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Published December 1, 1986 | Published
Journal Article Open

Isolation of yeast mutants defective in protein targeting to the vacuole


We have constructed a PRC1-SUC2 gene fusion that directs the synthesis in Saccharomyces cerevisiae of a hybrid polypeptide consisting of a 433-residue amino-terminal domain derived from the yeast vacuolar protease carboxypeptidase Y (CPY; EC and a 511-residue carboxyl-terminal domain derived from the secreted yeast enzyme invertase (EC Fractionation data indicated that this amount of CPY primary sequence is sufficient to quantitatively divert invertase to the yeast vacuole. The phenotypic consequence of localizing active invertase to the vacuole has enabled us to select for mutants that "mislocalize" the hybrid protein to the cell surface. The corresponding mutations that lead to this effect are all trans-acting and recessive, and they define at least eight complementation groups. These vacuolar protein targeting (vpt) mutants also exhibit hybrid protein independent defects in wild-type CPY delivery to the yeast vacuole. Precursor forms of CPY accumulate in the mutants and are secreted into the yeast periplasm and extracellular medium. The vpt mutants should provide useful information pertaining to the mechanisms by which yeast cells regulate vacuolar protein traffic.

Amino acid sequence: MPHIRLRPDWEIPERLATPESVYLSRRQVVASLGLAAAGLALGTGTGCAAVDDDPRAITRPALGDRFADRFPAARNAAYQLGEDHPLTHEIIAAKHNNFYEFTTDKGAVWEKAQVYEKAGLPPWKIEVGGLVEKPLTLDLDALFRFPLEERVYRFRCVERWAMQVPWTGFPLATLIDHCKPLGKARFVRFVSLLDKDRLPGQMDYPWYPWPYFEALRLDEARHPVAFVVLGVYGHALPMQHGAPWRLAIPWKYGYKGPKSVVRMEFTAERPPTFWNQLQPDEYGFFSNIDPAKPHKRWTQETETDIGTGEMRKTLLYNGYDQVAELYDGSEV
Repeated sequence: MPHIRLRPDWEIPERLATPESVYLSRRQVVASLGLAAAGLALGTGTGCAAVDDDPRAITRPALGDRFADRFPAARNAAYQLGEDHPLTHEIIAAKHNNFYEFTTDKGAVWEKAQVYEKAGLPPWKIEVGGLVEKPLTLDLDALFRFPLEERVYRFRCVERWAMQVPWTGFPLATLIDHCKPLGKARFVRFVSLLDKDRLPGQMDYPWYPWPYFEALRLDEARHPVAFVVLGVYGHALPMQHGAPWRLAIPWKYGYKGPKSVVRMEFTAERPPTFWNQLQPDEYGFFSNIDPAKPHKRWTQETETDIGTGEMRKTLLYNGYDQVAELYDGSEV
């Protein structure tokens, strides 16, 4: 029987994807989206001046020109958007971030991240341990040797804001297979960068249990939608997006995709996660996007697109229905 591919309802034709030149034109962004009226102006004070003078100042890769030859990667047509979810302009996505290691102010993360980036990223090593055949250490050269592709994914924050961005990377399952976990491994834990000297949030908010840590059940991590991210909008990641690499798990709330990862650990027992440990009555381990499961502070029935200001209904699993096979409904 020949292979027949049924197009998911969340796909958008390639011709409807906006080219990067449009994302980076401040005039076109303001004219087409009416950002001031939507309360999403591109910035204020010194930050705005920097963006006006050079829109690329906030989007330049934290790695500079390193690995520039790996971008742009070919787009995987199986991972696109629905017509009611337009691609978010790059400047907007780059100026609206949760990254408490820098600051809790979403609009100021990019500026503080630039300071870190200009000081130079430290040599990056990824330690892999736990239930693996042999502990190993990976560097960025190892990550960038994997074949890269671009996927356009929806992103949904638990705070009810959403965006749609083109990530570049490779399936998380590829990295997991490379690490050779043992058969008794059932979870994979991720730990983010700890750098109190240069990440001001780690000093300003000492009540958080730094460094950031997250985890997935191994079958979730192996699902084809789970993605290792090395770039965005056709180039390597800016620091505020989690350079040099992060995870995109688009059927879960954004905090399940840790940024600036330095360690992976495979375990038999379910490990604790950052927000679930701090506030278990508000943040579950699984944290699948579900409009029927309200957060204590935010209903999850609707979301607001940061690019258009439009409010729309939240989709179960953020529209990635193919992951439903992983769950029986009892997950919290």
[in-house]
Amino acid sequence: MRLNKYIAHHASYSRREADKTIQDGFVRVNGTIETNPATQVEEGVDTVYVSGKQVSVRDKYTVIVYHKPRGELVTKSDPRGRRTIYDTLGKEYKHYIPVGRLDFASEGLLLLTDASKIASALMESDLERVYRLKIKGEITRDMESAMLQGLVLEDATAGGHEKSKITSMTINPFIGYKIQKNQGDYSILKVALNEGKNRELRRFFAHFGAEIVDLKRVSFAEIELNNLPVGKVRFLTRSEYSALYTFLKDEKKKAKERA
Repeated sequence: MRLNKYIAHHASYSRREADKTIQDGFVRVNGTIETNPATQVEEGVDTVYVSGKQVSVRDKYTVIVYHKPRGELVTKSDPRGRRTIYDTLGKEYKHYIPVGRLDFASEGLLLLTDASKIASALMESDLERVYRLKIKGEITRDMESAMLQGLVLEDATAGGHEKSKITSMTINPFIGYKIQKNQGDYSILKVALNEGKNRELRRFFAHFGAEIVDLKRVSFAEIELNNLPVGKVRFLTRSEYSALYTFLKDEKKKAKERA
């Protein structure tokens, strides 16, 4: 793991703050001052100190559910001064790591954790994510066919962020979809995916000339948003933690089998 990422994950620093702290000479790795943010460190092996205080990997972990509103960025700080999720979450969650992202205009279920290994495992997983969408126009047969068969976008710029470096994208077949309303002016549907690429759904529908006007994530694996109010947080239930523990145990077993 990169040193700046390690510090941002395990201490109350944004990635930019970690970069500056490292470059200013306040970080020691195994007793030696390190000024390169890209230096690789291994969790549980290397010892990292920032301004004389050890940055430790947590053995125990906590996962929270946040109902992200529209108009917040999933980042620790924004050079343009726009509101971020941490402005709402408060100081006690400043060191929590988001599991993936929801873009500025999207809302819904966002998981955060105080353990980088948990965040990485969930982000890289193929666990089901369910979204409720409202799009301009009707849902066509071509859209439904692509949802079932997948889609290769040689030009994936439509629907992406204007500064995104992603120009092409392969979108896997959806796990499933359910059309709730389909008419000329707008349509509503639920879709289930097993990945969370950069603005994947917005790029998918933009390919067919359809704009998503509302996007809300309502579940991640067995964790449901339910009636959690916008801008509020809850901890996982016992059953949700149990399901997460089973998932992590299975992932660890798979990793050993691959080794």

Additional Information

© 1986 National Academy of Sciences. Communicated by Giuseppe Attardi, July 16, 1986. We are grateful to Jane Goldsborough and Miles Chang for expert technical assistance and to Cathy Elkins for typing the manuscript. We also thank Joel Rothman and Tom Stevens for many helpful discussions and the communication of their results prior to publication. The advice of Greg Payne and Randy Schekman on the use of bovine serum albumin to stabilize mislocalized p2 CPY is similarly appreciated. The work was supported by the National Institutes of Health (GM32703), by the Searle Scholars Program, and by a Presidential Young Investigator Award from the National Science Foundation (to S.D.E.). V.A.B. and L.M.J. were supported by Research Fellowships from the Helen Hay Whitney Foundation and the National Institutes of Health (GM09646), respectively.

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Published - PNAS-1986-Bankaitis-9075-9.pdf


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August 19, 2023
October 19, 2023